Loading presentation...

Present Remotely

Send the link below via email or IM


Present to your audience

Start remote presentation

  • Invited audience members will follow you as you navigate and present
  • People invited to a presentation do not need a Prezi account
  • This link expires 10 minutes after you close the presentation
  • A maximum of 30 users can follow your presentation
  • Learn more about this feature in our knowledge base article

Do you really want to delete this prezi?

Neither you, nor the coeditors you shared it with will be able to recover it again.


Of Mice and Men, John Steinbeck, and The Great Depression

No description

Matthew Sarmiento

on 4 October 2013

Comments (0)

Please log in to add your comment.

Report abuse

Transcript of Of Mice and Men, John Steinbeck, and The Great Depression

Of Mice and Men
and the Great Depression

The Great Depression
and its Impacts

Influence of the Depression
on Steinbeck
Effect of the Depression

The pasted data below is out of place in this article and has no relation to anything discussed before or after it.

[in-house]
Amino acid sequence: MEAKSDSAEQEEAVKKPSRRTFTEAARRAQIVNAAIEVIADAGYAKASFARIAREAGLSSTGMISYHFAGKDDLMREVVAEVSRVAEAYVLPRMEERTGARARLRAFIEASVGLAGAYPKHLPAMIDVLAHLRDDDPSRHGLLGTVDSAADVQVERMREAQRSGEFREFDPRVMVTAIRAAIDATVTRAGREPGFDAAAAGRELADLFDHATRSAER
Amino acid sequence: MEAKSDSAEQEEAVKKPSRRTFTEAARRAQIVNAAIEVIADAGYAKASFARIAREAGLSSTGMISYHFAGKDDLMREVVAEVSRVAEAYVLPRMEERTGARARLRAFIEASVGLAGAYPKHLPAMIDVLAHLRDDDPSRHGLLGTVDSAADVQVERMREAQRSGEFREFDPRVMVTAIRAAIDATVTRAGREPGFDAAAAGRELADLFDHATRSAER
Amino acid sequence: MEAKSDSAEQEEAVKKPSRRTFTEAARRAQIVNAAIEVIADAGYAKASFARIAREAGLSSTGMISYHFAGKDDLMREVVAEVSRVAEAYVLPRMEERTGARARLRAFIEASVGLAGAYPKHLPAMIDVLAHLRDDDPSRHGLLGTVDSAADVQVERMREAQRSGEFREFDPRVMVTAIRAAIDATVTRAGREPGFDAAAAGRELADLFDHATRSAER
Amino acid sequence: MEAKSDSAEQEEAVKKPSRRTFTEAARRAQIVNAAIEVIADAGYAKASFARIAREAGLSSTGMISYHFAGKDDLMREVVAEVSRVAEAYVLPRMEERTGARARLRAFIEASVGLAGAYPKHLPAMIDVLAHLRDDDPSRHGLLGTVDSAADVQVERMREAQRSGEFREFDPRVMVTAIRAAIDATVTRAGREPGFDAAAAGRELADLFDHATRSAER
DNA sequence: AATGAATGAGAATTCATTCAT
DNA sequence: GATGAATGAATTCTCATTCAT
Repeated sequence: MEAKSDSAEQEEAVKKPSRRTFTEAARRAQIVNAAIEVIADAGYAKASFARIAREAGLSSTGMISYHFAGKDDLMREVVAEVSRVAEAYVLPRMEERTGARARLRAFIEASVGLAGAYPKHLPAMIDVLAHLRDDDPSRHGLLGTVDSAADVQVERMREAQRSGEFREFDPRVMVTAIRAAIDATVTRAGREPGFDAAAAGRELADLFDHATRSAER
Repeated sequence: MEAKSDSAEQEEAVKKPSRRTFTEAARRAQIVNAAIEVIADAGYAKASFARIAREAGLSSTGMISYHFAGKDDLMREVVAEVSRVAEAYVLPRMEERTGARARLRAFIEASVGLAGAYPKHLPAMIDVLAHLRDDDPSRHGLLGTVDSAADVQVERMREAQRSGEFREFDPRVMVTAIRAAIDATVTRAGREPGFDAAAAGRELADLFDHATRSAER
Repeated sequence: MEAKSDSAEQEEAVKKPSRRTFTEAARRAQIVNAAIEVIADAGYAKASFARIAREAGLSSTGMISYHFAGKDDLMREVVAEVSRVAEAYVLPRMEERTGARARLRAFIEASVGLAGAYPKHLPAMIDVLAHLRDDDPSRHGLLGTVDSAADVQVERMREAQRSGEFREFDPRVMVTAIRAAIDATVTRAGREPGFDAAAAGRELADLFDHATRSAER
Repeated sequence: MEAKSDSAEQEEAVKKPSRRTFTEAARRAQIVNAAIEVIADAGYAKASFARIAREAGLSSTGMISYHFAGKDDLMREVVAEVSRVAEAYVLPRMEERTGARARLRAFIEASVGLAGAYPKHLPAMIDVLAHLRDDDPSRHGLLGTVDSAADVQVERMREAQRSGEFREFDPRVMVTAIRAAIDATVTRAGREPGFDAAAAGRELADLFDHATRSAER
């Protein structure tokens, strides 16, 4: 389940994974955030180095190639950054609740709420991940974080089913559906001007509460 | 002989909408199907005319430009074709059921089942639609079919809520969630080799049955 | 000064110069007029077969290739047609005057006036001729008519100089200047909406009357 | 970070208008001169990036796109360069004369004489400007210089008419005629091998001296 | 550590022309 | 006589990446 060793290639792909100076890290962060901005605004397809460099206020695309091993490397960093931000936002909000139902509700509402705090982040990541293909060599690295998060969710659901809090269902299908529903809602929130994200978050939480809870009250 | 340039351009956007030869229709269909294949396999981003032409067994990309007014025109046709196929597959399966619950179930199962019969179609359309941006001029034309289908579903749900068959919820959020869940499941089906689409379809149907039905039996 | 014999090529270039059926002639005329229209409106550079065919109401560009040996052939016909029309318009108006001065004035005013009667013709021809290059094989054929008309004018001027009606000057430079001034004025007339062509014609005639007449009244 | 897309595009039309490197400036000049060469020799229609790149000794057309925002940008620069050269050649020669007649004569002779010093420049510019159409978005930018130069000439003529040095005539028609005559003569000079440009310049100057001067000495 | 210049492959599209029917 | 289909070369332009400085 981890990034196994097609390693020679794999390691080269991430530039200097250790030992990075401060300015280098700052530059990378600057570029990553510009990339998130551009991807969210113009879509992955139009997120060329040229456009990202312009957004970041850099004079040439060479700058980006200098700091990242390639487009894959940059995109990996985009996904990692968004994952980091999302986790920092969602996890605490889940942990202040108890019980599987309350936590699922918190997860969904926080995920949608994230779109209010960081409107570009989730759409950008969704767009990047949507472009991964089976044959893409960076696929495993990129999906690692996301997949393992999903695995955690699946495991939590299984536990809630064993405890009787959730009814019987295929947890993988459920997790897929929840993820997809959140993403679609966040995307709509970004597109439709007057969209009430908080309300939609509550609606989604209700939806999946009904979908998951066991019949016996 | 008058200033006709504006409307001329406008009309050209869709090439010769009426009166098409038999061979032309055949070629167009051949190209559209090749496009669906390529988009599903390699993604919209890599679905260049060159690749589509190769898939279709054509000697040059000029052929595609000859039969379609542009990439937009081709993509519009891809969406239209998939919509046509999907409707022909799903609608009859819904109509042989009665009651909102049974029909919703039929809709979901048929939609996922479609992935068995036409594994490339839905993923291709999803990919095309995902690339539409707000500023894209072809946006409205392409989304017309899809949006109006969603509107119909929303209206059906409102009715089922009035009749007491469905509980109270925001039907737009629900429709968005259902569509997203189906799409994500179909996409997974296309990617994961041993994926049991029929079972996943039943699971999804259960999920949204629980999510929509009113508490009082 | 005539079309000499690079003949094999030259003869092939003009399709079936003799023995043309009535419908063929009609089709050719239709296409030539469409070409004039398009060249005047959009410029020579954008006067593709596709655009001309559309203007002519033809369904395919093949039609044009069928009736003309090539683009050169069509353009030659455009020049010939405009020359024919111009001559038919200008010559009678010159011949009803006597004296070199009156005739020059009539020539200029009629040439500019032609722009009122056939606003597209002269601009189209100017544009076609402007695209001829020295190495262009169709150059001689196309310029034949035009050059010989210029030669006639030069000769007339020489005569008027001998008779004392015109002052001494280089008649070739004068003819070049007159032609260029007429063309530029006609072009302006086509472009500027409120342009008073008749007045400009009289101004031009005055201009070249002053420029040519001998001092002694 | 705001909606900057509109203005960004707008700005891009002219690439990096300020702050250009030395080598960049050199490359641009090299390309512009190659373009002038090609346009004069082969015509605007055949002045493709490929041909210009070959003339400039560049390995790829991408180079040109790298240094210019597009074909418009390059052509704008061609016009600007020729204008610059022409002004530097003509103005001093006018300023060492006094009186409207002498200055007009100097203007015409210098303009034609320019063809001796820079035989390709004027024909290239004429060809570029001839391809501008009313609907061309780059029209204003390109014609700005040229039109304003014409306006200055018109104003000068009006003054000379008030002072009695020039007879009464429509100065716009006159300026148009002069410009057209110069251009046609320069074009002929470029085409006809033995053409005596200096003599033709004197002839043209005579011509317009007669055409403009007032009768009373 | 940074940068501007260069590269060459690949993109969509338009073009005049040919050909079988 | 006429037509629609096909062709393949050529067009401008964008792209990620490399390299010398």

on Salinas, California
Influence on his writing
Influence of the Depression on
The Dust Bowl
Great Depression Factors
The Human Dimension
of the Great Depression
Early Great Depression
Who is John Steinbeck?
Later Life/Career
Early life/Childhood
The Life of
John Steinbeck

John Steinbeck (1902-1968) was born in Salinas, California (the setting of "Of Mice and Men") and lived through the Great Depression which heavily influenced his writing.
The Great Depression was an immense tragedy that placed millions of Americans out of work and provided John Steinbeck with plenty of material to write about, from rural labor and economic problems, to social problems in general.
A complex interaction of many factors led to the decline and crash of the economy. There were multiple signs of recession before the market crash in 1929.